Personal Defense Weapon

BT9 is basically a 9mm pistol with a shoulder stock to aid in accurate shooting. In semi-auto form, it works well to 200m, especially with an optic like the Trijicon Reflex 2 shown. Nearly no felt recoil. A great defensive tool for people who lack the strength to operate a full-size carbine and who cannot control a hard-recoiling pistol.  Naturally, it’s heavily regulated in the US as a “short-barreled rifle”.

Swiss shooters are trained to use the same stance with all shoulder-fired weapons, hence the “elbow up” position. As with the other Swiss-made guns I tried, this one was 100% reliable and very accurate.

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12 Responses to Personal Defense Weapon

  1. David E says:

    Nifty. I’d like to see more pistol caliber carbines in a serious SMG caliber like 10mm, more downrange punch, IMHO.

  2. Tim says:

    DSA import(ed?) the semi-auto variant into the US as the TP9; I’ve been looking to get ahold of one. It is true with a stock, collapsible or otherwise, it gets categorized as a SBR and thus slapped with a $200 tax stamp. However, there are slings available that supposedly perform almost as well as a stock, and you can put a forward grip on it for only a $5 AOW tax.

    • Wesley says:

      Adding a forward grip is making an AOW, thus a $200 tax stamp. $5 tax stamp is only for AOW transfers. Fun with NFA!

  3. JA Goodwin says:

    Id love to see these stateside, though Id prefer it in .45ACP or 10mm

  4. Gregory says:

    I want to get my hands on one. Any idea if they will be available in the US?

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  6. Other Steve says:

    I think I’m qualified to comment on this subject… I owned a TP9…. AND SOLD THAT CRAP.

    1. The TP9 is light, it’s a decent gun, and it’s accurate. But so are Glocks more so in every aspect really. There is ZERO reason to own one of these as a pistol. A Glock 17 vs a TP9 as a pistol is a non-starter, Glock hands down a million times over.

    2. So they suck as a pistol, what about as an SBR? Well, they are shorter, lighter, more accurate, and cheaper than an MP5-K. But… the stock sucks badly. Cheek-Slap is putting it mildly. It’s a snappy action (remember that) and that stock is not meant to really dig into, it’s just there for support. I will say for hitting targets it’s better with the stock than a sling as I saw written above, but neither are comfortable. My MP5 A3 stock is better (and that sucks too!). The way the stock attaches has you screw into plastic, immediately loosens itself out after 20 or so times opening the stock, strips itself after 4 or so times of tightening this back down. Best to just let it spin, loctite isn’t going to help.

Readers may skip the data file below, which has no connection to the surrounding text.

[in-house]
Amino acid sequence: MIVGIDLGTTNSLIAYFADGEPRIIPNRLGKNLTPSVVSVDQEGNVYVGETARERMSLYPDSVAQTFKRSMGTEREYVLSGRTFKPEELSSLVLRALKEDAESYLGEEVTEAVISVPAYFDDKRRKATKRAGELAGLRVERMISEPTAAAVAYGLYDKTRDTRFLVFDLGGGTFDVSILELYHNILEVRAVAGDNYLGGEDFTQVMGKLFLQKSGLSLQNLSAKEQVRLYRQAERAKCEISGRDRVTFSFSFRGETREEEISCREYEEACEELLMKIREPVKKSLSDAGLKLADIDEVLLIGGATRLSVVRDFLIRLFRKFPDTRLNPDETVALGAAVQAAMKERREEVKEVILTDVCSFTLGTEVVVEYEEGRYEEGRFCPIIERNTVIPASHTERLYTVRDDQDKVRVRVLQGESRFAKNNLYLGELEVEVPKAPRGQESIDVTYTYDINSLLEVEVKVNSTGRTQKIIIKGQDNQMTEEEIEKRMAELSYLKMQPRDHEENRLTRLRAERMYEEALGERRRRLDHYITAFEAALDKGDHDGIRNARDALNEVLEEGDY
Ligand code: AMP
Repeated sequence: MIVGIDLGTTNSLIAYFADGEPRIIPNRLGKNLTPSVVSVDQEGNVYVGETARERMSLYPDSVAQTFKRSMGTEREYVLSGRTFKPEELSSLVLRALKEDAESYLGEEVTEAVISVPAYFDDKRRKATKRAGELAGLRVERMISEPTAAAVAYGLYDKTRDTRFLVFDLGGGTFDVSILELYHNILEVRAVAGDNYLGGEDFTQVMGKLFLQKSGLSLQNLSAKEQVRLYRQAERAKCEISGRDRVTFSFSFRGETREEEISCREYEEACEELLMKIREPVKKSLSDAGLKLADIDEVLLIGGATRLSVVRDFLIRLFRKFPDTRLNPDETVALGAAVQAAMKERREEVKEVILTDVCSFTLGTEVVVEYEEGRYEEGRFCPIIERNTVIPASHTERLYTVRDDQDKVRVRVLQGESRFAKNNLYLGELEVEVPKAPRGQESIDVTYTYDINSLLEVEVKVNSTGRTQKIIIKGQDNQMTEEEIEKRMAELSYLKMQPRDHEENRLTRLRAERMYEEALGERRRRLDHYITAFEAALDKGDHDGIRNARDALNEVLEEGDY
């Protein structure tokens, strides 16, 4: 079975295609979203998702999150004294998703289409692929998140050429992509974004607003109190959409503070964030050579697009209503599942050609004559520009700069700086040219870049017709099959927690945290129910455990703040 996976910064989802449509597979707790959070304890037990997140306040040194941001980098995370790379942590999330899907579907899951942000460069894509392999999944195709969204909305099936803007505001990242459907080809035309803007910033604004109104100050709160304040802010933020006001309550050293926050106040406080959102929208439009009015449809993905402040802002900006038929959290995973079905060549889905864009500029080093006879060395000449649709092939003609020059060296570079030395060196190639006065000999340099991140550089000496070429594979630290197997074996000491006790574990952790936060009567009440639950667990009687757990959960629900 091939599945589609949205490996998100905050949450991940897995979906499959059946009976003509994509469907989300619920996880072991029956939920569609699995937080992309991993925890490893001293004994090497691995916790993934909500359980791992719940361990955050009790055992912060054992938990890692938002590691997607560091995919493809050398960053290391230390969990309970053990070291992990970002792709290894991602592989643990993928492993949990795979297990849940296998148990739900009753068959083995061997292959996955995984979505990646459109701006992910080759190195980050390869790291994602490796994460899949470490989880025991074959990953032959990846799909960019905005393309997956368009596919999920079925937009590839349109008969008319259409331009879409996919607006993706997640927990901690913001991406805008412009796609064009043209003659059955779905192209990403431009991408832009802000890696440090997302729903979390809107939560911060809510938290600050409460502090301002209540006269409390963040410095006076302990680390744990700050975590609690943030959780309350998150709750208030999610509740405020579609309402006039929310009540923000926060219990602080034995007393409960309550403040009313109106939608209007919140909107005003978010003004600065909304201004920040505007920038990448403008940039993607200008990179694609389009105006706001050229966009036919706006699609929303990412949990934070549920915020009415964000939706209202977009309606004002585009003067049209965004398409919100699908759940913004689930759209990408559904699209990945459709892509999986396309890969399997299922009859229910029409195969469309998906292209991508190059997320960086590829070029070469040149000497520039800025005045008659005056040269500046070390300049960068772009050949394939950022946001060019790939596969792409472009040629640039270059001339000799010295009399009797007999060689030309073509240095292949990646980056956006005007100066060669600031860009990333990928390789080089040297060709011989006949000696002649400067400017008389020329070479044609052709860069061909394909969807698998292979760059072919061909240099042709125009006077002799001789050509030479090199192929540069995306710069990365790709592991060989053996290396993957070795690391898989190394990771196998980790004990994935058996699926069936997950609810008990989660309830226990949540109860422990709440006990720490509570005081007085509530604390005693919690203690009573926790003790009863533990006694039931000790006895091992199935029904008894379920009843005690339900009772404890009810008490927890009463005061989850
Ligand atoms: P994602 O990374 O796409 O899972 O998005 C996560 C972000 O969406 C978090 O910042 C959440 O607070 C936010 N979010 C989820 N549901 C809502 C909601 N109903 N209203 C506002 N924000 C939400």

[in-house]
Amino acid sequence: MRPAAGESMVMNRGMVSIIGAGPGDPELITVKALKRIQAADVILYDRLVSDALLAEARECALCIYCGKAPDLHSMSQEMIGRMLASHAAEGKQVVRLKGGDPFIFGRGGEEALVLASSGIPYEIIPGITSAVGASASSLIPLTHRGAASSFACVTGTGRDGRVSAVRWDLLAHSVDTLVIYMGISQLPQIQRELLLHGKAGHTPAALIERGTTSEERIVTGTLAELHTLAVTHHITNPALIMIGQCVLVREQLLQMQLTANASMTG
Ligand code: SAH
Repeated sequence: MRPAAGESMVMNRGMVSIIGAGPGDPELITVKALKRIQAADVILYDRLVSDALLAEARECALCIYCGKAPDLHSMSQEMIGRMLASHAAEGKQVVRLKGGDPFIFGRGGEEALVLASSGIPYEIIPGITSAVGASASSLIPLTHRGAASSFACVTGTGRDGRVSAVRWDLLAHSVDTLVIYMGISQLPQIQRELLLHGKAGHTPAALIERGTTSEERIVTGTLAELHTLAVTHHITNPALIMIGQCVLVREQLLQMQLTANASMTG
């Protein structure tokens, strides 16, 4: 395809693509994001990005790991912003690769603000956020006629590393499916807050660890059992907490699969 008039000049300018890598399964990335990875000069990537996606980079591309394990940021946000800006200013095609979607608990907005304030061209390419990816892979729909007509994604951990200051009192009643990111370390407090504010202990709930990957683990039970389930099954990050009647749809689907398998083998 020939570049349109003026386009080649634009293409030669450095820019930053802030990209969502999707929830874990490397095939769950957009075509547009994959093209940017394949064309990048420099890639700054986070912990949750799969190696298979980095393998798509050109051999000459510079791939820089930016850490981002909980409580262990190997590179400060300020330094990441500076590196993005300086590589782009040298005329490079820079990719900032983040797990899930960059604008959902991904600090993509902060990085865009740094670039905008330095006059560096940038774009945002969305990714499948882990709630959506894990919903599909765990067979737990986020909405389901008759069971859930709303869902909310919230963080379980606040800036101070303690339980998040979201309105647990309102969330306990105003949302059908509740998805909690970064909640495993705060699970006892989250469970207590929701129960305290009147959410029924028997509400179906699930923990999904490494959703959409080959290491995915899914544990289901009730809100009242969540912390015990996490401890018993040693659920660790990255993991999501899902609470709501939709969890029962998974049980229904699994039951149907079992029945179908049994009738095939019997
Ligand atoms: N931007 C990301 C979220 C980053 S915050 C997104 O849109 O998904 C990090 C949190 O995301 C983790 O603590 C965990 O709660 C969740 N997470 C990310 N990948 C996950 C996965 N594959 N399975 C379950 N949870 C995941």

3. The action of the TP9 is NOT cheap or simple. It’s a very complex, very expensive to machine combination of tight fitting parts. It can best be thought of as an AR-15 bolt that is also the barrel. The barrel twists and moves with the action, the guide on the outside stays still. It’s very complicated, because of this… see my next point…

    4. THEY SUCK SUPPRESSED. Probably the worst gun I’ve ever shot suppressed. There is absolutely no way to adjust the timing (such as weight in a blowback gun, or locking piece in an MP5, or gas volume in a gas gun), so it gives what I would consider an extreme amount of gas in the face. So much so with 3 different suppressors I tried including an Osprey45, Multimount 9, and an MK-9K subgun can, that after two shots I was LITERALLY unable to open my right eye for a moment. I’ve never been gassed that badly by any other gun. To make matters worse, it was LOUD suppressed.

    5. The trigger is nothing to write home about, although its slightly better than my MP5 trigger. Not as good as Glock. Nothing at all like a Walther PPQ. Not as rigid as even an AR trigger. Always gritty by the way it works, it “rides” on the housing of the gun and just collects grit under there.

    6. Replacement and spare parts are a non-starter. The action is comprised of a sort of Uzi style bolt, barrel that looks like a lengthened and hollowed AR bolt, a splined barrel guide, some pieces to lock it all together. The barrel guide alone (just a splined tube, is over $400 to replace. This is the part a suppressor actually attaches to. So if you have the threaded one and want the three lug version or vice versa, good luck! No option for any spare parts except to buy an entire spare gun. In the photo, that side rail, you’re going to be well over $200 to swap that on without having to drill your upper.